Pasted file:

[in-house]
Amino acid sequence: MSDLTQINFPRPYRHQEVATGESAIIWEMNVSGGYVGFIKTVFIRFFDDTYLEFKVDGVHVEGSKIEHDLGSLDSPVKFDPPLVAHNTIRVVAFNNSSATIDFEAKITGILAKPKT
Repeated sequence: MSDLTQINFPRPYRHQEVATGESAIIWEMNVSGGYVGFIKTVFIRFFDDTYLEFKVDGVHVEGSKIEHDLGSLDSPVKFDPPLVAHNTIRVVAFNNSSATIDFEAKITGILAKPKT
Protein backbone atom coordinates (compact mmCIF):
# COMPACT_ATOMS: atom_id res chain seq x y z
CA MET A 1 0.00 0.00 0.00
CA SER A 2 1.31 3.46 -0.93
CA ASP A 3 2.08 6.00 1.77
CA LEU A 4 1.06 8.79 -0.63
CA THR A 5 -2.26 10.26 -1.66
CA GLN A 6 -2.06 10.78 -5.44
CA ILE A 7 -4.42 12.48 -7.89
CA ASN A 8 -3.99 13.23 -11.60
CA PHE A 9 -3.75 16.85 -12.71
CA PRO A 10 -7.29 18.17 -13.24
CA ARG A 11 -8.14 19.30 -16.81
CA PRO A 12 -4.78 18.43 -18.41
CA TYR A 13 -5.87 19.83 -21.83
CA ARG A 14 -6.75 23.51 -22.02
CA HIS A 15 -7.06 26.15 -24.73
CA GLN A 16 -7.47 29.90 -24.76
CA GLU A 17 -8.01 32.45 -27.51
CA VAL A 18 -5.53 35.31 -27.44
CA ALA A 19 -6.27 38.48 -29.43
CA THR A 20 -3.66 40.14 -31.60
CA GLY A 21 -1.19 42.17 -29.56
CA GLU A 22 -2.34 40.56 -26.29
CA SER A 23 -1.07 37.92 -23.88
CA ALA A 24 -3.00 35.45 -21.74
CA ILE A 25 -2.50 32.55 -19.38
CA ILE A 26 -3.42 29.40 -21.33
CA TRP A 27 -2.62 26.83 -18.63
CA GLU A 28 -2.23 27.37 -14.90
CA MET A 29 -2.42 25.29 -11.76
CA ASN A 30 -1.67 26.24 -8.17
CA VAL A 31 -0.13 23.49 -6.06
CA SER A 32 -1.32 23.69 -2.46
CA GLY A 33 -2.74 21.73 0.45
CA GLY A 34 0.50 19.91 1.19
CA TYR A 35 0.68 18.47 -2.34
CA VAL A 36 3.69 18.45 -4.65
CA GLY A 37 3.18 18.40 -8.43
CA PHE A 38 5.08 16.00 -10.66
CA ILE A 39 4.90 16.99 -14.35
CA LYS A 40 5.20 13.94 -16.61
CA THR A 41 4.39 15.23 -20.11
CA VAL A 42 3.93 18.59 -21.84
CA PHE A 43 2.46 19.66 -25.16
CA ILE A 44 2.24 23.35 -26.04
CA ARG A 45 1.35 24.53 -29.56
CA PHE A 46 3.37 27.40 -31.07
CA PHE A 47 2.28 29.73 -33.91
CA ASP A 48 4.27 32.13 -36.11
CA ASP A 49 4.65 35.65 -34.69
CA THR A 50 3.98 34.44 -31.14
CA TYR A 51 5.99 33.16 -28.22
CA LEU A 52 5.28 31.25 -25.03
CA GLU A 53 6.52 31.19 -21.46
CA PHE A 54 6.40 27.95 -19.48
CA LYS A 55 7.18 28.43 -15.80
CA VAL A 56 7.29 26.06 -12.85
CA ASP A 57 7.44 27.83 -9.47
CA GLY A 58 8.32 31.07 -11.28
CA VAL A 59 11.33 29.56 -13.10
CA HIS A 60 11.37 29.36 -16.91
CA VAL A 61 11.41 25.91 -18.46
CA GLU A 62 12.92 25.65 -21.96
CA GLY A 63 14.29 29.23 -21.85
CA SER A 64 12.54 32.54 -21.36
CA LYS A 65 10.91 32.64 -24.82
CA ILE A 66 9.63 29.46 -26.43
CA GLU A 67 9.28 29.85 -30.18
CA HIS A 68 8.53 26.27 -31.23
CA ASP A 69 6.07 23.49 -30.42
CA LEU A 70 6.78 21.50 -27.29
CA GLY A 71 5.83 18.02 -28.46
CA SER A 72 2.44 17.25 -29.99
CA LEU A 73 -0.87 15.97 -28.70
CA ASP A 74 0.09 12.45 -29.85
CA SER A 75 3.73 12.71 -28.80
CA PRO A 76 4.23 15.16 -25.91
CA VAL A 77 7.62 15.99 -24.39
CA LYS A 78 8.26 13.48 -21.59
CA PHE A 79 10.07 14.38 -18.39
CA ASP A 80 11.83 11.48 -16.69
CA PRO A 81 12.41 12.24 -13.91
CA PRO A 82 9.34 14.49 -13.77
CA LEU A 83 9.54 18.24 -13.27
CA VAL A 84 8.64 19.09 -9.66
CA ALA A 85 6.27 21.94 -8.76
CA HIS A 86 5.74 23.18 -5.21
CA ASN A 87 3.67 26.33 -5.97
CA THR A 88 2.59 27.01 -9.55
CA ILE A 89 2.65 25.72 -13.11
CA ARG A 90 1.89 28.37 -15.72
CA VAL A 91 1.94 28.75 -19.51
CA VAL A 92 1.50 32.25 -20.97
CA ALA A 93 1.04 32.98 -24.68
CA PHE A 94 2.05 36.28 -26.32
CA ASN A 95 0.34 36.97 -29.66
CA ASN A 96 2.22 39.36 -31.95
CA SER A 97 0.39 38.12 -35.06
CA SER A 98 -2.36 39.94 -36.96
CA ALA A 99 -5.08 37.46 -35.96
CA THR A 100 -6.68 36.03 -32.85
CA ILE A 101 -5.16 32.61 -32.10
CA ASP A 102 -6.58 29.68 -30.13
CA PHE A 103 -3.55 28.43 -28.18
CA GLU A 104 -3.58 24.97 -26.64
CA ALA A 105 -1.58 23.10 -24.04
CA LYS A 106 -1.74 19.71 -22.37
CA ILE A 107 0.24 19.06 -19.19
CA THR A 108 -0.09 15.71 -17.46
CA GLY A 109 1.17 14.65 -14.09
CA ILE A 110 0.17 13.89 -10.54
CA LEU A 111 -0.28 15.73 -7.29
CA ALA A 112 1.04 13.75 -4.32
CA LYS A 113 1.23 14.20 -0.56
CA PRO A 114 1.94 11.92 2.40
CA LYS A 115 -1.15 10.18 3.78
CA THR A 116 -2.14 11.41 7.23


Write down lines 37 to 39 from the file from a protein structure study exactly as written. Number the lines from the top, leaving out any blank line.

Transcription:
CA SER A 32 -1.32 23.69 -2.46
CA GLY A 33 -2.74 21.73 0.45
CA GLY A 34 0.50 19.91 1.19